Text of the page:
Dental disease is not just a human concern. Animals are also at risk for developing cavities, periodontal disease, and other chronic conditions affecting their oral and overall health. Part of being a responsible pet parent means keeping up with your pet’s dental care. Annual wellness visits to the veterinarian that include an examination of your pet’s teeth and gums can help keep your pet’s mouth healthy. City by the Sea Veterinary Hospital practices veterinary dentistry in Asbury Park, NJ. It’s all part of our approach to offering comprehensive veterinary health care for pets of all breeds, ages, and sizes. If you have a new kitten or puppy at home, we encourage you to contact us and schedule an appointment!
If left untreated, the dental disease often progresses to more life-threatening infections that affect other organs, including your pet’s heart, liver, and kidneys. Are you wondering what causes dental disease? Like humans, pets develop dental disease primarily because of bacteria that infiltrate the gum line. When food particles get stuck between their teeth, bacteria forms and create hard deposits of calculus. Other factors that put pets at risk for dental disease include genetics and everyday wear-and-tear on their teeth. It’s estimated that as many as 85% of pets will form periodontal (gum) disease by the age of three. The good news is dental disease prevention is easy and begins at home!
Pets are not always able to communicate they’re in pain. Many times, they will just tolerate dental pain, so you may not even be aware they have a problem. If your cat or dog has bad breath, this is a huge red flag that something’s not right. Bad breath is often an indicator of periodontal disease below your pet’s gum line. Not only does periodontal disease cause your pet pain, but it may begin to affect their appetite and eating habits over time as well. This can lead to weight loss and malnutrition, in addition to the more severe health risks already mentioned. If you notice your pet refusing to eat or eating less, it’s better to be safe than sorry. Any signs of bleeding or swelling, broken or loose teeth, or abnormal drooling should also be your sign to bring your pet into our office for an examination.
Prevention starts at home! Many pets are sensitive about their mouths. As young kitties and pups, we as pet owners should work on training our pets to tolerate manipulation of their mouths to look under the tongue, evaluate their gums and look at all the teeth including the way back!
Being a pet parent is a privilege and a responsibility. Your pet can’t brush their own teeth or schedule dental visits. They’re reliant on you to help prevent dental disease. Brushing your pet’s teeth at least three times per week with a special pet toothpaste will help reduce the amount of plaque and bacteria around their gum line. Many dogs also benefit from dental chews or pet mouthwashes. You should also inspect their gums, teeth, and tongue regularly for signs of decay or infection. These inspections should begin early, so your pet is more tolerant of them later in life. Finally, it’s imperative you take your pet to the vet for professional cleanings and exams. The frequency of cleanings will vary by pet breed and size. Some cats and small breeds of dogs may require cleanings twice a year, while larger breeds of dogs may only require cleanings every two years. Talk to us to determine the appropriate dental care for your pet!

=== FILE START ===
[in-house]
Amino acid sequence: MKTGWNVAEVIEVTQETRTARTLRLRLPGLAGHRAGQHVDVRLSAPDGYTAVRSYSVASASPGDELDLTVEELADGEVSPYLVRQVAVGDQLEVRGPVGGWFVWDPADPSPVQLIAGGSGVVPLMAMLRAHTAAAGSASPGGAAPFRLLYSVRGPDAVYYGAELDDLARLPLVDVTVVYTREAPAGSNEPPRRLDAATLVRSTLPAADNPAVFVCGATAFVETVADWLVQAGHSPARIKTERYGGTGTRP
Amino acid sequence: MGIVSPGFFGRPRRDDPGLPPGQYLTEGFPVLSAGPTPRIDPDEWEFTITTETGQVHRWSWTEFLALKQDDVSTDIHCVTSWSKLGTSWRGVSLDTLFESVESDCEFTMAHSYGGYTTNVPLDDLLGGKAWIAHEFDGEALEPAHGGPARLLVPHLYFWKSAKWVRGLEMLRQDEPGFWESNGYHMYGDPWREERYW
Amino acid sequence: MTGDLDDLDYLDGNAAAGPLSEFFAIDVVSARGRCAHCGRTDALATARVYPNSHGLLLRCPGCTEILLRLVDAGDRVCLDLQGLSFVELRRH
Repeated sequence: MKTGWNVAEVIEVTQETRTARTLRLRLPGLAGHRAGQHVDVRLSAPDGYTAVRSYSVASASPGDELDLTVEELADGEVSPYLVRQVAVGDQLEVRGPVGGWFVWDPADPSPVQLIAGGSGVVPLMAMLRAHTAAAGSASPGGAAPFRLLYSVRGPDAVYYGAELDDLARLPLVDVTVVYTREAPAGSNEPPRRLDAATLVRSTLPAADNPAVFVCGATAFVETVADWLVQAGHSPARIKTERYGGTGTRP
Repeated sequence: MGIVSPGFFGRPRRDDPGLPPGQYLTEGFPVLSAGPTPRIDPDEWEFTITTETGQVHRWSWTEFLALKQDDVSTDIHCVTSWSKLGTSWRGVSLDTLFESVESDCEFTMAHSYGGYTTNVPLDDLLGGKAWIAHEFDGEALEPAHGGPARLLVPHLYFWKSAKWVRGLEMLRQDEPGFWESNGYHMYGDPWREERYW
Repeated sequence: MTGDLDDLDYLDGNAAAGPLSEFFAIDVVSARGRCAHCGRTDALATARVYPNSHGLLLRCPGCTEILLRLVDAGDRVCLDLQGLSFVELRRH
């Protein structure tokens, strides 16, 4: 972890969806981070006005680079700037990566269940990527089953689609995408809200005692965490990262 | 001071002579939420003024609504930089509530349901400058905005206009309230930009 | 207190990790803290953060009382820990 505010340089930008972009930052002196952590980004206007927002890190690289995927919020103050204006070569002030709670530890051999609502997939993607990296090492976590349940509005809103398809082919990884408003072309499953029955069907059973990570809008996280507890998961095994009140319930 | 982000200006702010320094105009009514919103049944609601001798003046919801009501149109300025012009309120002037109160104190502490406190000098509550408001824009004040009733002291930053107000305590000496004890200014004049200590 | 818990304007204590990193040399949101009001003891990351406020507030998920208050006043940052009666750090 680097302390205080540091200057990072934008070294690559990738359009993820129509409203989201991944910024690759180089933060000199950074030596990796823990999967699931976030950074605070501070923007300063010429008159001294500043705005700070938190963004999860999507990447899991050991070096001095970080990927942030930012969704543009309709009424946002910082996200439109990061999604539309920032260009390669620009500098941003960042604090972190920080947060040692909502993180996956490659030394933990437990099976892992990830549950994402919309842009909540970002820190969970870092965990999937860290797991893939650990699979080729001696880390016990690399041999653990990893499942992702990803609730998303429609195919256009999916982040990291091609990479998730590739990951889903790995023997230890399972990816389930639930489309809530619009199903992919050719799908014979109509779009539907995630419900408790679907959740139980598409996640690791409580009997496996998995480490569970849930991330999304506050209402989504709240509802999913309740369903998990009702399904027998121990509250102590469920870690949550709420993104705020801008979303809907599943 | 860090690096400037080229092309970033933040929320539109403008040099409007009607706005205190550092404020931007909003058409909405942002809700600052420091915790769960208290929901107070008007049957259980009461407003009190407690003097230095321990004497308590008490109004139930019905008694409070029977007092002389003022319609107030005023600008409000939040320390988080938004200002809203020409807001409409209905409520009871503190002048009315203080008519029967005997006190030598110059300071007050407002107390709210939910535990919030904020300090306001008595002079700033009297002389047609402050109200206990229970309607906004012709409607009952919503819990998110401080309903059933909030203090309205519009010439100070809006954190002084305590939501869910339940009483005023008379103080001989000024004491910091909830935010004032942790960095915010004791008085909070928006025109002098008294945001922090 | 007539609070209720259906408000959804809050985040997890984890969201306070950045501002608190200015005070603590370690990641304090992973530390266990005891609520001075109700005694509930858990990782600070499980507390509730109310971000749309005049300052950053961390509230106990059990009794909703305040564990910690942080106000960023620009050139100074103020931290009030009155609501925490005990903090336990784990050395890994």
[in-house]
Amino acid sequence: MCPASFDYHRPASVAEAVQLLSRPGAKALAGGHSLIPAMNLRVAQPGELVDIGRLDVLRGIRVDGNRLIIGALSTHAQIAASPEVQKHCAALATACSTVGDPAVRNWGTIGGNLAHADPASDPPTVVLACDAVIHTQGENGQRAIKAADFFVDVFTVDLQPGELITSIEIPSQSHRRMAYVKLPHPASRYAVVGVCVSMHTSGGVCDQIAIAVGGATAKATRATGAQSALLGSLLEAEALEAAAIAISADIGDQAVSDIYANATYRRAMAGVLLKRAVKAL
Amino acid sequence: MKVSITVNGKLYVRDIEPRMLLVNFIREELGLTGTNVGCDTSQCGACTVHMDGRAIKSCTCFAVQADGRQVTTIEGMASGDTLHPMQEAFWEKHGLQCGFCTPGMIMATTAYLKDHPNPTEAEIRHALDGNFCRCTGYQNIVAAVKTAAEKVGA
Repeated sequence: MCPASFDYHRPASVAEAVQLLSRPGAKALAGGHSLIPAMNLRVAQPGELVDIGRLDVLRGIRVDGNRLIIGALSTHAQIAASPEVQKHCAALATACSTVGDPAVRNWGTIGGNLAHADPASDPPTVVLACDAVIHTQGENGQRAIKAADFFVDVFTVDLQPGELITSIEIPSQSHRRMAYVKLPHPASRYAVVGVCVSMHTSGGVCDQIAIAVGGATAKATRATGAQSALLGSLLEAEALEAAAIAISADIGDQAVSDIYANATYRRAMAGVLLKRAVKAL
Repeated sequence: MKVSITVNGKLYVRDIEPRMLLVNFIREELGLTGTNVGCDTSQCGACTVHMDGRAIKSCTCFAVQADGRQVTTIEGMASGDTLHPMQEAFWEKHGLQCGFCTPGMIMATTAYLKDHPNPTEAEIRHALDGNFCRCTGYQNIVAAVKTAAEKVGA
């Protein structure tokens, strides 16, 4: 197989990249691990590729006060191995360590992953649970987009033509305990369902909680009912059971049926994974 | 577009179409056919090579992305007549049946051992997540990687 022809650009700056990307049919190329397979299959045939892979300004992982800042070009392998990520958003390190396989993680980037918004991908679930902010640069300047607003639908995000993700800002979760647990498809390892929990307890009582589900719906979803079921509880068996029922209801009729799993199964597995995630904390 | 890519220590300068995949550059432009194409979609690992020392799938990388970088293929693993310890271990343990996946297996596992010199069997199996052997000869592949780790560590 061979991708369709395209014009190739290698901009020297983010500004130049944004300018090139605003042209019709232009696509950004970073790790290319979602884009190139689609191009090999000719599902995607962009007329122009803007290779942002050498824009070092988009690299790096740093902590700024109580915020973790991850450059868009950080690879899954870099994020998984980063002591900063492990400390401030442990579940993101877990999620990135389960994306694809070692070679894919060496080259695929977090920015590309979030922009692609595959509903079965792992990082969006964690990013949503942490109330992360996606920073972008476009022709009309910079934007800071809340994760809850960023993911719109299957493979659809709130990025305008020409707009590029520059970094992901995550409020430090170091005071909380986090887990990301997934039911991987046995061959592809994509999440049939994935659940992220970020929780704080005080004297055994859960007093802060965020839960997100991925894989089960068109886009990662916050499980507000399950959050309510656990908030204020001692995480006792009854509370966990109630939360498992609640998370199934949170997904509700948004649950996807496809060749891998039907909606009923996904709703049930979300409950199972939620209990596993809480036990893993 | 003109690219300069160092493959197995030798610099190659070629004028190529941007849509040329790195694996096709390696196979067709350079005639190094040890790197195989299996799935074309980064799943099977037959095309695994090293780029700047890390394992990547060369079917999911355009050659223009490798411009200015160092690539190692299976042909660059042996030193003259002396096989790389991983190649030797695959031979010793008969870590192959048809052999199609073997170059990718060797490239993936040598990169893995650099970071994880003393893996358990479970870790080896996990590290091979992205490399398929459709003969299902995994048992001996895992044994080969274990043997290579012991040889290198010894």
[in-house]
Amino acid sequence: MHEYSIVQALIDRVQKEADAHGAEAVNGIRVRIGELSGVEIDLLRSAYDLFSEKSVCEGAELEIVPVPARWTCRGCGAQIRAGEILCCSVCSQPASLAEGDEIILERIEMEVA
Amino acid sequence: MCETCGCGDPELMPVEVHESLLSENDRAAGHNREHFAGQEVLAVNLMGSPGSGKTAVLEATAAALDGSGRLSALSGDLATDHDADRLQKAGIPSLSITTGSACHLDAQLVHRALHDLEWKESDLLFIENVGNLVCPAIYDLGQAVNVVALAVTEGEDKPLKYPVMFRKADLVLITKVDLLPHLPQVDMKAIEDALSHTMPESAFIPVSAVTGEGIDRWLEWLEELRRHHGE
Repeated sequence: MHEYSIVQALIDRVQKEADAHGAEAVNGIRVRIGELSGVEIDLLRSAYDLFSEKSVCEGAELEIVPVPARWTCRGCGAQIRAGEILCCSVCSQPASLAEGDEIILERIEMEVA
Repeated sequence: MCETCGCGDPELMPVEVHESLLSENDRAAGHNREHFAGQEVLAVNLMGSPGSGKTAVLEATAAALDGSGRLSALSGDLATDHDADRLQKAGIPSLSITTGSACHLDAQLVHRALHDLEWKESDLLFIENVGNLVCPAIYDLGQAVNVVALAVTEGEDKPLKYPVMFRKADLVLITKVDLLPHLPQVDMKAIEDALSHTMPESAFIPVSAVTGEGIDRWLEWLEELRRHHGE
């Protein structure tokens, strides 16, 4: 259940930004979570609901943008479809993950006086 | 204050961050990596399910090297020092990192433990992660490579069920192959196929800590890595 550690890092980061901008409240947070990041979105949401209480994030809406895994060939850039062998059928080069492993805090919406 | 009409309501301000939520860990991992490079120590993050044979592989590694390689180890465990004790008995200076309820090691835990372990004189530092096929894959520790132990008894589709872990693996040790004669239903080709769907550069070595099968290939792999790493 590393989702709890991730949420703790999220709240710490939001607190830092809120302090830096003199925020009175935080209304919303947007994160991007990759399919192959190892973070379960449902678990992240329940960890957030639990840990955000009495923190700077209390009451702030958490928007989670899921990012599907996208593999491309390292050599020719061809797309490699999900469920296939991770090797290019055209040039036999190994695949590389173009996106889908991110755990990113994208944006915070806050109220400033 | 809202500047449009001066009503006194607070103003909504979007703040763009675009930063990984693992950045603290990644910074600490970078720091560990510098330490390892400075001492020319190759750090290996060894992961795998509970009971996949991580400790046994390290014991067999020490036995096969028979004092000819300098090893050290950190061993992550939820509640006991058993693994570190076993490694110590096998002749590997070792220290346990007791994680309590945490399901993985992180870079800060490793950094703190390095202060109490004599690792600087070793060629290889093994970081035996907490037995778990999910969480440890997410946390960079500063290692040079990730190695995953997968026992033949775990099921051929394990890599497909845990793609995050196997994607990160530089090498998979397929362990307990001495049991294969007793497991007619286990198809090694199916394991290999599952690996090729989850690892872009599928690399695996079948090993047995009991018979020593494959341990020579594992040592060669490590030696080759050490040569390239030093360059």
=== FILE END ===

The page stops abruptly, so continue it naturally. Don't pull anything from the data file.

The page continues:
Our pet dental services in Asbury Park, NJ include exams, cleanings, and dental radiography (X-rays). Dental radiography allows us to examine your pet’s teeth, as well as their roots, connective tissues, and bones. Thanks to this state-of-the-art technology, we’re able to identify cavities, abscesses, tumors, bone loss, fractures, and other dental issues that may not be visible to the naked eye. Once we identify a dental issue, we can then develop a plan to fix it. Depending on the problem, our office also provides surgery and anesthesia services. Our staff would also be happy to make recommendations about the best brands of pet food and treats to buy that promote healthy teeth and gums for life.
Sometimes baby teeth, especially in small, brachycephalic breeds like Shih-Tzus, baby teeth (deciduous teeth) do not appropriately fall out when adult teeth fully erupt. These teeth predispose pets to dental issues including infections and malocclusions down the road. We recommend removing these teeth if they have not yet fallen out by 6 months of age.
Don’t let the cat and dog dental costs deter you from getting your furry friend the care they deserve. If you’re looking for low-cost dental for dogs in Asbury Park, NJ, your search ends at City by the Sea Veterinary Hospital. Please contact us today to schedule an appointment at your convenience!